Tag Archives: assam laksa

Another Big Donation From Colin

Another Big Donation From Colin

I got an email a week or so ago from Colin, a reader from Massachusetts who has been regularly sending me noodles from time to time. Let’s see what’s inside this big box!

Another Big Donation From Colin – United States

Another Big Donation From Colin

Lotsa stuff (click to enlarge)!

Another Big Donation From Colin

Wow (click to enlarge)! Lots of different things from all over! Thanks – I’m on it!

Meet The Manufacturer: #1835: Vit’s Taste Of Malaysia Penang Asam Laksa Ramen

Here’s something fancy – asam laksa ramen! Vit’s has a ramen line which uses these pouches of fresh ramen noodles – haven’t seen this kind of thing before with Malaysian flavors. Here’s a little about what asam laksa is from wikipedia:

Asam laksa is a sour, fish and tamarind-based soup. Penang Asam Laksa listed at number 26th on World’s 50 most delicious foods complied by CNN Go in 2011.[6] Asam is the Malay word for any ingredients that makes a dish tastes sour (e.g. tamarind, gelugur or kokum). Laksa typically uses asam keping, known as kokum in the English speaking world, which is a type of dried slices of sour mangosteens. The modern Malay spelling is asam, though the spelling assam is still frequently used.

The main ingredients for asam laksa include shredded fish, normally kembung (small mackerel of the Rastrelliger genus), and finely sliced vegetables including cucumber, onions, red chillies, pineapple, lettuce, common mint,daun kesum (Vietnamese mint or laksa mint) and pink bunga kantan (torch ginger). Asam laksa is normally served with either thick rice noodles or thin rice noodles (vermicelli). And topped off with petis udang or “hae ko” (蝦羔), a thick sweet prawn/shrimp paste.

Penang laksa (Malay: Laksa Pulau Pinang), also known as asam laksa from the Malay for tamarind, comes from the Malaysian island of Penang. It is made with mackerel (ikan kembung) soup and its main distinguishing feature is the asam or tamarind which gives the soup a sour taste. The fish is poached and then flaked. Other ingredients that give Penang laksa its distinctive flavour include lemongrass, galangal (lengkuas) and chilli. Typical garnishes include mint, pineapple slices, thinly sliced onion, hε-ko, a thick sweet prawn paste and use of torch ginger flower. This, and not ‘curry mee’ is the usual ‘laksa’ one gets in Penang. Penang Laksa is listed at number 7 on the World’s 50 best foodscompiled by CNN Go in July 2011

Sound good? Let’s check it out!

Here’s the back of the package (click to enlarge). Contains prawn and fish. To prepare, take noodles out of one of the two pouches and run under water to loosen. Add paste to 250ml boiling water for 30 seconds. Add noodles and cook for 30 seconds. Stir and enjoy!

The the package contains two servings, so two of these fresh ramen pouches.

There are also two of these large paste sachets.

Paste!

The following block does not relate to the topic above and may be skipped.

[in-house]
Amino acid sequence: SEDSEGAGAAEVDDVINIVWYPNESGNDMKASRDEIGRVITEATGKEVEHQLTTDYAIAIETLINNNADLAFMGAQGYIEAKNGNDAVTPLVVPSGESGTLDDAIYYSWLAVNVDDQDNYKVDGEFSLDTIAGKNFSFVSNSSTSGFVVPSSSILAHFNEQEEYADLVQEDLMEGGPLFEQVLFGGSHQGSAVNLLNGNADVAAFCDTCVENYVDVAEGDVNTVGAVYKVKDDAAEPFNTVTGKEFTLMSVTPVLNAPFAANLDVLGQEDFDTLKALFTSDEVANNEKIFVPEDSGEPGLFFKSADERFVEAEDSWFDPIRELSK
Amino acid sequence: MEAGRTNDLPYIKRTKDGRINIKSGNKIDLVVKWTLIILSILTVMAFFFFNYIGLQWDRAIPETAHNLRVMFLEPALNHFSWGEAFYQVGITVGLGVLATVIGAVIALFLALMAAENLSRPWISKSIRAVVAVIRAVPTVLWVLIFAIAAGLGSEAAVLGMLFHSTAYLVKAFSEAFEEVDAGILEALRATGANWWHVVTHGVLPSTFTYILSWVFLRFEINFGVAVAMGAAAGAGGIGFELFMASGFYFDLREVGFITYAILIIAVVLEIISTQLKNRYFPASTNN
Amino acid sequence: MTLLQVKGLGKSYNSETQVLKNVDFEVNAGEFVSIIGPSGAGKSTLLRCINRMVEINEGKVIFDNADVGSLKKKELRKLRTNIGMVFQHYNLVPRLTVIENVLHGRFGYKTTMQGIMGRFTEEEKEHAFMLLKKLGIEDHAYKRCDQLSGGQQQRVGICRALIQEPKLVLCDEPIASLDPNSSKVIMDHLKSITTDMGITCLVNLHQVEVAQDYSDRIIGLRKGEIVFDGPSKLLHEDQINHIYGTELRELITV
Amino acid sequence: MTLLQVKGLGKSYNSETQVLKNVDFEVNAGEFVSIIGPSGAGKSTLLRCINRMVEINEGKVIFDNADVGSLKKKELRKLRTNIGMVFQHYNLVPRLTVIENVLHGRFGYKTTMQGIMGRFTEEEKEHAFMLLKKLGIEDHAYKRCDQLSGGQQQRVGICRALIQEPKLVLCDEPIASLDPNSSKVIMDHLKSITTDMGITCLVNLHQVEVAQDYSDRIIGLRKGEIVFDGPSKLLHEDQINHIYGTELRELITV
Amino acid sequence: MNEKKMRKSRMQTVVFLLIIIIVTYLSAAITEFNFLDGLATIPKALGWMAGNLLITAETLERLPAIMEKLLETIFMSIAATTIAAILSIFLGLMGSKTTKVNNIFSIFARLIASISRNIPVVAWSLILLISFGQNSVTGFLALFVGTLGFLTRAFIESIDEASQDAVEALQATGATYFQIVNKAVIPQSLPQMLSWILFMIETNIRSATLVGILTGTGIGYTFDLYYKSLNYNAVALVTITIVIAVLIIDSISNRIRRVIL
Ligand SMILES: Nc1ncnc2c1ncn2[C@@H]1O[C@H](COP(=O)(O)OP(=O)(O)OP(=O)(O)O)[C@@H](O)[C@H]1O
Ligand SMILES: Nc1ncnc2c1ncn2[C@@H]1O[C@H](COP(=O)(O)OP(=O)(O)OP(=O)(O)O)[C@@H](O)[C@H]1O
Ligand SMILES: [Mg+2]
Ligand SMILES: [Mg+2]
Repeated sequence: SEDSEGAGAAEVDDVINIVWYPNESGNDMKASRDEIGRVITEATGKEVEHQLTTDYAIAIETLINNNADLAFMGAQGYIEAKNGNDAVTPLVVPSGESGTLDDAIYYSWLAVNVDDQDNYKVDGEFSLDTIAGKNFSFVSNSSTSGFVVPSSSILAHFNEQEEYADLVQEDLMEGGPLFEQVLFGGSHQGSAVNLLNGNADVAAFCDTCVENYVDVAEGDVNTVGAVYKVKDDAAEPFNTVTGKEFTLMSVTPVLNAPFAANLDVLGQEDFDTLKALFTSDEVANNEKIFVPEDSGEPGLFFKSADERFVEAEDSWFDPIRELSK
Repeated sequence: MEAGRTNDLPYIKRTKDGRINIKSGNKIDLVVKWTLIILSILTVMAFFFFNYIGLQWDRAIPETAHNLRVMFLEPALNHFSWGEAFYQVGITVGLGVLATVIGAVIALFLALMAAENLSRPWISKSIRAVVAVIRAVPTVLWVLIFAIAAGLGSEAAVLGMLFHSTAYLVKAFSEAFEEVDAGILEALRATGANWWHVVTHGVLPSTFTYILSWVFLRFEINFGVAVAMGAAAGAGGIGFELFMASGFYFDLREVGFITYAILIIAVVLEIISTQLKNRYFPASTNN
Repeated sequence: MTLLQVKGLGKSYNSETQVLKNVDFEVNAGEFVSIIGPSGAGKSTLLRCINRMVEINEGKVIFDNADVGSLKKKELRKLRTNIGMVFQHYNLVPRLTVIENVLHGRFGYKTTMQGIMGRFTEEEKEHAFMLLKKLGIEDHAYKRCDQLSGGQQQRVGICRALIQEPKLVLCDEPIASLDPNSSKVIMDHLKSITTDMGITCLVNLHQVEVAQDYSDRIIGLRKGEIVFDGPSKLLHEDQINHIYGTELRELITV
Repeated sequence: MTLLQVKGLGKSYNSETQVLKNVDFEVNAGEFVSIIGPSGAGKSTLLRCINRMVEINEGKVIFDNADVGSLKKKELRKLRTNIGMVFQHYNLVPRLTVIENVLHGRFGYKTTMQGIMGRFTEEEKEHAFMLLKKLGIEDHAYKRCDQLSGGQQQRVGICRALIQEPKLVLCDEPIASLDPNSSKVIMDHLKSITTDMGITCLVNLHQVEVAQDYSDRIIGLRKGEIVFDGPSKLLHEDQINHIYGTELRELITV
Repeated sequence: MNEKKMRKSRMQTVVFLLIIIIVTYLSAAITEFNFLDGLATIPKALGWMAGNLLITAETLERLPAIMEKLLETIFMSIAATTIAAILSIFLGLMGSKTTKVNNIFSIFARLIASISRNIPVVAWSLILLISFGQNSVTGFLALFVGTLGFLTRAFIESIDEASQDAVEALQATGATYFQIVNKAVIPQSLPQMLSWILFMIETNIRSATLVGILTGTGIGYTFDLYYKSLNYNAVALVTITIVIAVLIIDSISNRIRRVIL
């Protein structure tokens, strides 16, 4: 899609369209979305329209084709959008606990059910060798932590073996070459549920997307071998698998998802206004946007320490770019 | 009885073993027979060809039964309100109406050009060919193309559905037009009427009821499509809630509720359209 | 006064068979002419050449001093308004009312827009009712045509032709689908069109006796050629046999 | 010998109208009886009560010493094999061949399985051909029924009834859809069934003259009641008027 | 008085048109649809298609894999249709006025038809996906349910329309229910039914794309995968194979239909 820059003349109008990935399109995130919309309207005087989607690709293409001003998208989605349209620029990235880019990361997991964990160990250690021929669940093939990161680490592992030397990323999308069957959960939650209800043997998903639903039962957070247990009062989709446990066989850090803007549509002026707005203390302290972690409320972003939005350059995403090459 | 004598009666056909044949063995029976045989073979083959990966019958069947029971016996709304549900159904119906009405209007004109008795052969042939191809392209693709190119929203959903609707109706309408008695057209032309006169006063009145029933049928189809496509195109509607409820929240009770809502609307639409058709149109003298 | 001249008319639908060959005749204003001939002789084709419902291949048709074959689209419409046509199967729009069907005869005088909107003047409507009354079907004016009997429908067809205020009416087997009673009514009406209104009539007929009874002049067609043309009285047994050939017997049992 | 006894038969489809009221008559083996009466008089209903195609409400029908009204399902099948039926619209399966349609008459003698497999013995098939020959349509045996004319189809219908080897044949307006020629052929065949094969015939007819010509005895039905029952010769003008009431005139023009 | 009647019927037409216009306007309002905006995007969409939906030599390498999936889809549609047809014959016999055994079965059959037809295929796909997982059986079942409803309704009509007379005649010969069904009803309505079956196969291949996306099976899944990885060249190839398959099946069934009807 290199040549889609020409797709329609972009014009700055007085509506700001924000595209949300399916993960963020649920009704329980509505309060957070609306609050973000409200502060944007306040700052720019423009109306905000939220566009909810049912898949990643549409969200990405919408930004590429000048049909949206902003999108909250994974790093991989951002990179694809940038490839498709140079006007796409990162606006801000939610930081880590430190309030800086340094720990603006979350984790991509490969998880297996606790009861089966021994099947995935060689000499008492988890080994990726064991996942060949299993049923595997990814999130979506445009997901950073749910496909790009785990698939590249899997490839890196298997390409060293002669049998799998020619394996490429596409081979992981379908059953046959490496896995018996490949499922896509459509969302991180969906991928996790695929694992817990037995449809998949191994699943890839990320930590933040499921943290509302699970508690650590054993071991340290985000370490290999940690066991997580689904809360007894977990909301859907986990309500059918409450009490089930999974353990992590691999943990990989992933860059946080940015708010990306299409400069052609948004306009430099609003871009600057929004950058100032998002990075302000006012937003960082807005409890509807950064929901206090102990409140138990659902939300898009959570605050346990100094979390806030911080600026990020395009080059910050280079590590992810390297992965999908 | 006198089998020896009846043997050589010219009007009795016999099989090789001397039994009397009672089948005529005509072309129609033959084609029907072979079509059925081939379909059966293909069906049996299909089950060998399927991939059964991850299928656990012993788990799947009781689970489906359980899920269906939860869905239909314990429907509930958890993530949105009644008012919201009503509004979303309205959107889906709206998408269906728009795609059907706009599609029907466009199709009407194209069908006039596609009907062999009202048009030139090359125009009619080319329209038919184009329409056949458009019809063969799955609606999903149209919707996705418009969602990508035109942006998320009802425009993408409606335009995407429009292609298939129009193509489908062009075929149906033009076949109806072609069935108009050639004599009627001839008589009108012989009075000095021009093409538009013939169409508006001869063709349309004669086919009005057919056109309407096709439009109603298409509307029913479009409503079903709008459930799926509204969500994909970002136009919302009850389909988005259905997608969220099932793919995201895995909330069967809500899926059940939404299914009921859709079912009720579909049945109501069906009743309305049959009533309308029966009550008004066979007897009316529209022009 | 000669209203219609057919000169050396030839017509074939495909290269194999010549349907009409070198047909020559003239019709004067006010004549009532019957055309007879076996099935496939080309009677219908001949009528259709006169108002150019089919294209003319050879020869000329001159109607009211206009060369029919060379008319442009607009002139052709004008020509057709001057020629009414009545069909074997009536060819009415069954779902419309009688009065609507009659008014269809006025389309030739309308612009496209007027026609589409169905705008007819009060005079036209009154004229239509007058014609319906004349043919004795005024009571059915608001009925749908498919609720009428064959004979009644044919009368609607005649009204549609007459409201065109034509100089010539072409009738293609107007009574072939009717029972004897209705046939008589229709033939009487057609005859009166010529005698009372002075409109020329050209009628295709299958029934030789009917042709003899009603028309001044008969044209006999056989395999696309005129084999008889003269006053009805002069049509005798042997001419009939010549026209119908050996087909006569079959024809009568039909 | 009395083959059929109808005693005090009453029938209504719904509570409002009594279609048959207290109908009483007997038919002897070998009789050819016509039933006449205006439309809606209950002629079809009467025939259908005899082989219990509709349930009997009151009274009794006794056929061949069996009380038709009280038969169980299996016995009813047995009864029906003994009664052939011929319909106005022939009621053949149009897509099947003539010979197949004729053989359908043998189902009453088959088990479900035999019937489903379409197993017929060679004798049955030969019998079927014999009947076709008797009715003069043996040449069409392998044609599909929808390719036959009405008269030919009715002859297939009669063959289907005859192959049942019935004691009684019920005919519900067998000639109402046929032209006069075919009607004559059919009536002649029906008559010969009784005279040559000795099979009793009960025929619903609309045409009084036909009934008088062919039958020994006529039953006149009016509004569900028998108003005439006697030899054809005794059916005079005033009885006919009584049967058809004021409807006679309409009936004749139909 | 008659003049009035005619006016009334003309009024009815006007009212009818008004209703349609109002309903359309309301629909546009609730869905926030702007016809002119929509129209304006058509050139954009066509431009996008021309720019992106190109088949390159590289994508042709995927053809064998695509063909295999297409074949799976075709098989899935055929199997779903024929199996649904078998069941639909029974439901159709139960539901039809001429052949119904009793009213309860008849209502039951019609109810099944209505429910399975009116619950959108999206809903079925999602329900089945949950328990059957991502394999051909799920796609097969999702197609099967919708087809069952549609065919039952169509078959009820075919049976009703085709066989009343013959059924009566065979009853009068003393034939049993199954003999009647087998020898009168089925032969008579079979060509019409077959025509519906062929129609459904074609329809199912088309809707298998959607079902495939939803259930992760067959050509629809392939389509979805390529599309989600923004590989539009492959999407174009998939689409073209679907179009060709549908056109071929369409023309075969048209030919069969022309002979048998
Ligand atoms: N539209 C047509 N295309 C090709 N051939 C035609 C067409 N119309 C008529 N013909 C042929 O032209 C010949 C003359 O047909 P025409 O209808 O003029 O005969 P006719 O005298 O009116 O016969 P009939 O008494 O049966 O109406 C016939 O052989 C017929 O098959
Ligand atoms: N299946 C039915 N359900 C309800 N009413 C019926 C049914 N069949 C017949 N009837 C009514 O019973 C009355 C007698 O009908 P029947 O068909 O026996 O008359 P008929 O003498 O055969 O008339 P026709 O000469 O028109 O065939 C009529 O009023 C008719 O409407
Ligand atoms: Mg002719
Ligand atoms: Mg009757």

Finished (click to enlarge). Added Salad Cosmo mung bean sprouts. The noodles in this one were probably the best fresh pouch/shelf stable ramen I’ve had yet. Chewy and thick. The broth was top notch as well with a sweet and spicy flavor and a good amount of oiliness. The thickness was there – rich with bits of fish floating around. Awesome asam laksa! 5.0 out of 5.0 stars. EAN bar code 9556354000810.

I must say that travelling to Malaysia was one of the highlights in my life. Here’s a Lone Planet guide to KL, Melaka and PG!

A day in Penang with curry mee and asam laksa!

Meet The Manufacturer: #1435: Maggi 2 Minute Noodles Assam Laksa Flavour

A while back I reviewed the Malaysian version of this one. This is the one from Singapore – and it says it’s got a ‘new look, better taste’ – sounds awesome! But what is Assam Laksa? Here’s what Wikipedia says:

Asam laksa is a sour, fish-based soup. It is listed at number 7 on World’s 50 most delicious foods complied by CNN Go in 2011.[5]Asam (or asam jawa) is the Malay word for tamarind, which is commonly used to give the stock its sour flavor. It is also common to use asam keping (also known as asam gelugor), dried slices of sour mangosteen, for added sourness. The modern Malay spelling is asam, though the spelling assam is still frequently used.

The main ingredients for asam laksa include shredded fish, normally kembung fish or mackerel, and finely sliced vegetables including cucumber, onions, red chillies, pineapple, lettuce, common mint, “daun kesum” (Vietnamese mint or laksa mint) and pink bunga kantan (ginger buds). Asam laksa is normally served with either thick rice noodles or thin rice noodles (vermicelli). And topped off with “petis udang” or “hae ko” (蝦羔), a thick sweet prawn/shrimp paste.

Let’s see what I can do with this one with the extra garnishes I have around here.

Here’s the back of the package (click image to enlarge). Contains fish and milk. To prepare, add noodle block and sachet contents to 400ml boiling water. Cook for 2 minutes, stirring gently. Enjoy!

The noodle block.

The soup base sachet.

A granular powder.

 

Finished (click image to enlarge). Added fish ball, mint, lime, sliced green onion, bell pepper and sweet onion. The noodles are your typical instant with a very nice firmness – good stuff. The broth has a slightly spicy and sour/tart finish which is fascinating. 4.0 out of 5.0 stars. EAN bar code 9556001129970.

Nestle Singapore recently did a special Google Hangout called Cook-Along. Check it out!